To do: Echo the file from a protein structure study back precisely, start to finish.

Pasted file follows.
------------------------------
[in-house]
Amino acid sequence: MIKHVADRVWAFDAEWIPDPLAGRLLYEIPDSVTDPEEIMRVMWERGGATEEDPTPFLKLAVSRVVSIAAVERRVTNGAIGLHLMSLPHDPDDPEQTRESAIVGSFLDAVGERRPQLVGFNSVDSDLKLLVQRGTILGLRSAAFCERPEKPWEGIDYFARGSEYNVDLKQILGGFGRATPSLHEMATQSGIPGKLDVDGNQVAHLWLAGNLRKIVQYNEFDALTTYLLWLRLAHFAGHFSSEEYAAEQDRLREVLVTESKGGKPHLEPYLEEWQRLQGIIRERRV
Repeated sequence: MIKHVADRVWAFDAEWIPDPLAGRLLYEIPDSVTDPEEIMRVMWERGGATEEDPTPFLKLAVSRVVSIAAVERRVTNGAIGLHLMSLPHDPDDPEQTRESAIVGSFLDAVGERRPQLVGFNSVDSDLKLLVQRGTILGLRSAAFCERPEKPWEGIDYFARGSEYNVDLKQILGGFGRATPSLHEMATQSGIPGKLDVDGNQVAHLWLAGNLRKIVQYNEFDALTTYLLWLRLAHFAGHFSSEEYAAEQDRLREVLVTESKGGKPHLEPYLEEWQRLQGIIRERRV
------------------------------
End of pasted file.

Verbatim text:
[in-house]
Amino acid sequence: MIKHVADRVWAFDAEWIPDPLAGRLLYEIPDSVTDPEEIMRVMWERGGATEEDPTPFLKLAVSRVVSIAAVERRVTNGAIGLHLMSLPHDPDDPEQTRESAIVGSFLDAVGERRPQLVGFNSVDSDLKLLVQRGTILGLRSAAFCERPEKPWEGIDYFARGSEYNVDLKQILGGFGRATPSLHEMATQSGIPGKLDVDGNQVAHLWLAGNLRKIVQYNEFDALTTYLLWLRLAHFAGHFSSEEYAAEQDRLREVLVTESKGGKPHLEPYLEEWQRLQGIIRERRV
Repeated sequence: MIKHVADRVWAFDAEWIPDPLAGRLLYEIPDSVTDPEEIMRVMWERGGATEEDPTPFLKLAVSRVVSIAAVERRVTNGAIGLHLMSLPHDPDDPEQTRESAIVGSFLDAVGERRPQLVGFNSVDSDLKLLVQRGTILGLRSAAFCERPEKPWEGIDYFARGSEYNVDLKQILGGFGRATPSLHEMATQSGIPGKLDVDGNQVAHLWLAGNLRKIVQYNEFDALTTYLLWLRLAHFAGHFSSEEYAAEQDRLREVLVTESKGGKPHLEPYLEEWQRLQGIIRERRV